According to the Social Security Administration, roughly 40% of people receiving benefits pay federal income tax on that income. By being strategic about withdrawing money from other accounts, there are ways to keep taxes down, and in doing so, you can further stretch your sustainable retirement income.
The taxation of Social Security benefits depends on your total income and marital status. Ultimately it comes to your “provisional income,” a calculation you can find at ssa.gov. Income above certain thresholds can trigger taxation of social security at 50 to 85%.
In his book, Income Strategies: How to create a tax-efficient strategy to generate retirement income, Dr. William Reichenstein wrote about using an intelligent approach to social security with a combination of tax-efficient portfolio withdrawal techniques. He believes that such a strategy may extend a retired household’s portfolio by up to seven years.
The following are a couple of strategies to help reduce your taxable income.
Delay your Social Security
Once you begin taking social security, you subject yourself to extra taxation as your benefits can cause a sharp spike in your marginal tax rate as income increases. See my previous article discussing the “Tax Torpedo,” “Medicare IRMAA,” and “Net Income Tax” for further clarification.
Being smart about how and when you claim Social Security is the low-hanging fruit of Reichenstein’s research. He estimates that it’s worth an additional $100,000 for a client who lives beyond the age of 85. The joint-life expectancy for a 65-year-old couple is age 89 based on the Social Security Administration’s 2007 Period Life Table.
Increase your Tax Diversification
While you are delaying Social Security, assess your opportunity to diversify tax-deferred assets like IRA’s and 401k’s into Tax-free assets through Roth conversions.
Conventional wisdom says you should delay accessing Roth accounts until your alternatives are exhausted. But having access to tax-free dollars to use tactically to manage your marginal tax bracket can be a great tool to minimize lifetime taxation.
Manage Ordinary Income
Utilize tax-efficient investing and tax location strategies to minimize your exposure to unnecessary taxable income year over year. Beware of turning potential lower capital gains taxes into higher ordinary income taxes by using annuities and alternative products when held in non-qualified accounts.
Review your tax returns and look for non-qualified dividends and discuss the need and location of underlying investment strategies. Look to offset gains with tax-loss harvesting at the end of each year.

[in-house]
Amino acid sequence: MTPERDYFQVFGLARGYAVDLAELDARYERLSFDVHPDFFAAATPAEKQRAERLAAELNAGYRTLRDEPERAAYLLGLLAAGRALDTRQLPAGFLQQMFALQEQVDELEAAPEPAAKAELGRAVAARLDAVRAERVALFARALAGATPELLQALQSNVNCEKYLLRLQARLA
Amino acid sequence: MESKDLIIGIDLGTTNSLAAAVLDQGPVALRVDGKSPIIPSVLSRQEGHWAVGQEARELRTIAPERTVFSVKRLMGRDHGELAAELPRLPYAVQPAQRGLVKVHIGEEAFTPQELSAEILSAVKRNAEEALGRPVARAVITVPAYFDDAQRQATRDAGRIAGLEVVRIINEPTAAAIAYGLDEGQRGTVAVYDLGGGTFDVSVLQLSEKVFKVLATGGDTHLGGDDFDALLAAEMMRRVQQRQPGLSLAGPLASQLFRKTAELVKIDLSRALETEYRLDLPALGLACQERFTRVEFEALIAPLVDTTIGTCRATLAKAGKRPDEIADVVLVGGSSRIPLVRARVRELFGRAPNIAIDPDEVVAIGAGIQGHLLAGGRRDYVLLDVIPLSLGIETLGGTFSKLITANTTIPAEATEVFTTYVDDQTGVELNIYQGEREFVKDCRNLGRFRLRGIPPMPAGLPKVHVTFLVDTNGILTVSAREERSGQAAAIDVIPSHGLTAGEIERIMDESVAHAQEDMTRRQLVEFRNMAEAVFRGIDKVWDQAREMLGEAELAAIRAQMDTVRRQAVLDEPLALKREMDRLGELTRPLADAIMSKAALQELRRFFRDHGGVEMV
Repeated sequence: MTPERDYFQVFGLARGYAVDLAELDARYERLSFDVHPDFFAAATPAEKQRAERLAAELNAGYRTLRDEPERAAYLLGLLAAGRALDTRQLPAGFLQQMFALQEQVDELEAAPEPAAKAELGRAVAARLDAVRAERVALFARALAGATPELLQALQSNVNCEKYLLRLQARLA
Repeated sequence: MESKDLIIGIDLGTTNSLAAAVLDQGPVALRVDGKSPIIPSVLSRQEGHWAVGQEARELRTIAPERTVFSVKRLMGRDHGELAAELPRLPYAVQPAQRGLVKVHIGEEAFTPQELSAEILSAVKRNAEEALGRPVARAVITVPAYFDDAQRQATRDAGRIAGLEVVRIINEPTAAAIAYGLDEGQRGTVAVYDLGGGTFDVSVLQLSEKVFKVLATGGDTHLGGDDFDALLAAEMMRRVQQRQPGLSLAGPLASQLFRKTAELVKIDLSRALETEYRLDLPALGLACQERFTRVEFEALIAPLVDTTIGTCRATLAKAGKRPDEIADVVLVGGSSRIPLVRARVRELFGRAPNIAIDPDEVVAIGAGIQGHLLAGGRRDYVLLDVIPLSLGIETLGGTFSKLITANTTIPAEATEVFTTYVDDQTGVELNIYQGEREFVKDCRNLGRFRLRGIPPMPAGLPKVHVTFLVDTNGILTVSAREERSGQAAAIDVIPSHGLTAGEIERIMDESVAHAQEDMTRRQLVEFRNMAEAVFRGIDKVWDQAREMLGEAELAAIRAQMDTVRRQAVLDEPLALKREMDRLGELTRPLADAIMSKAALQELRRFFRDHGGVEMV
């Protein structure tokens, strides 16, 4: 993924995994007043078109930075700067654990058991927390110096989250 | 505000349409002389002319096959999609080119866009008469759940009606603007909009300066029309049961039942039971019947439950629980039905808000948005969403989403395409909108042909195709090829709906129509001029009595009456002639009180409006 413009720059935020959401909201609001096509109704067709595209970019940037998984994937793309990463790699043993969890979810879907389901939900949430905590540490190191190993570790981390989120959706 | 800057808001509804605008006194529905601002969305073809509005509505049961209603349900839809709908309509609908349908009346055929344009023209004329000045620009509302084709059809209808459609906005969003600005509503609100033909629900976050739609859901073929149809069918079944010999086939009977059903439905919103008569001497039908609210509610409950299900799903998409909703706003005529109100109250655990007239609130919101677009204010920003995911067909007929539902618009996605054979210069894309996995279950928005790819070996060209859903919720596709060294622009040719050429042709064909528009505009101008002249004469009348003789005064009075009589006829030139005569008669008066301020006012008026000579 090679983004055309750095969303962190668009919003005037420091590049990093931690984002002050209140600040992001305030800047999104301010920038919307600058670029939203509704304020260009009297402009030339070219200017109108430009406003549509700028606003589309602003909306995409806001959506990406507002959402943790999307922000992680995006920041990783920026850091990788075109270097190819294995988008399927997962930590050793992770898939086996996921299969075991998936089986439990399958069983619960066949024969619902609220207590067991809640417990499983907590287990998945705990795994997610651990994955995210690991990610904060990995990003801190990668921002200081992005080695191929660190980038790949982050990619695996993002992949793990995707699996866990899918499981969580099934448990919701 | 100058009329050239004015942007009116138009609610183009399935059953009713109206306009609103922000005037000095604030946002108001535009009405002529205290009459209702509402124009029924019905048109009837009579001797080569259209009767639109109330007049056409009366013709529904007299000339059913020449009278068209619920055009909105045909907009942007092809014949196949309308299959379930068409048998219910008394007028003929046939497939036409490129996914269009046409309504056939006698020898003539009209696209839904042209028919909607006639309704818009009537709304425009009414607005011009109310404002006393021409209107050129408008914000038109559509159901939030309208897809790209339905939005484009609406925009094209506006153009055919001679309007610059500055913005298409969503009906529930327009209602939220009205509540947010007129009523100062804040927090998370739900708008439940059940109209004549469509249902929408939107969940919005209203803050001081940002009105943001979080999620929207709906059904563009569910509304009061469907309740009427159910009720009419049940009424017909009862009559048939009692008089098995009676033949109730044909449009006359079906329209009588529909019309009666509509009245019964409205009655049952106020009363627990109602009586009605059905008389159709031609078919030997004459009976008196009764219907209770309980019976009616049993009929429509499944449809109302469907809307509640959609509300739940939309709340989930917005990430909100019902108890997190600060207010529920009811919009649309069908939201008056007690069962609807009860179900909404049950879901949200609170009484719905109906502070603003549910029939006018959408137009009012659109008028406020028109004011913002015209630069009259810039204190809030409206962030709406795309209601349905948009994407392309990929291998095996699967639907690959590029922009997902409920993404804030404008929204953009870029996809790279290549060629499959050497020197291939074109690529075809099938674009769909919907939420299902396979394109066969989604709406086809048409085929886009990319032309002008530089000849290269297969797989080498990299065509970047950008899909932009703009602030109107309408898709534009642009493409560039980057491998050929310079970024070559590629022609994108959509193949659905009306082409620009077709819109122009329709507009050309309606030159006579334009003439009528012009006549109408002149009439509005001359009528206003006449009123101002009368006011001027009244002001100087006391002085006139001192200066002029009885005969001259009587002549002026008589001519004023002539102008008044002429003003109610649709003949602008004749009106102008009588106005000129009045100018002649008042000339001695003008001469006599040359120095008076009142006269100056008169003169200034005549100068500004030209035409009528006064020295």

In years with a substantial distribution need – see first if it’s possible to defer into the following year. If not, consider pulling from a Roth or whether temporarily borrowing from an asset like a cash life policy makes sense.
Look for Charity
Many times ordinary income needs are unavoidable, such as when you turn 72 and you need to pull money from your IRA’s due to Required Minimum distributions (RMDs). As appropriate to your situation, it might be in your interest to disclaim your RMD by electing a Qualified Charitable Distribution (QCD). By doing so, you will not get a deduction, but better yet, you will not include the income in your taxes for the year. The QCD election not only decreases your taxable income but could further reduce taxes on social security, medicare, and the net investment income tax.
For some, strategically using Social Security as one part of an overall retirement plan could help them achieve their desired standard of living while minimizing their tax bill now and throughout the years ahead.
Each person’s situation is different, and therefore you should customize a tax strategy to address your particular needs. For more information on calculating your taxable Social Security benefits – go to IRS.gov and look for Publication 915. Speak with a tax or financial advisor to learn more and put together a personalized plan.
Gardner Sherrill, CFP, MBA, is a CERTIFIED FINANCIAL PLANNERTM with Sherrill Wealth Management. To learn more, visit sherrillwealth.com, a Bradenton wealth management firm specialized on living in retirement.
This information is not intended to be a substitute for specific individualized tax or legal advice. Individual circumstances will vary. Please see your tax professional regarding your specific situation.
The opinions expressed in this material are not intended to provide specific advice or recommendations for any individual.
Securities and advisory services offered through LPL Financial, a registered investment advisor. Member FINRA/SIPC.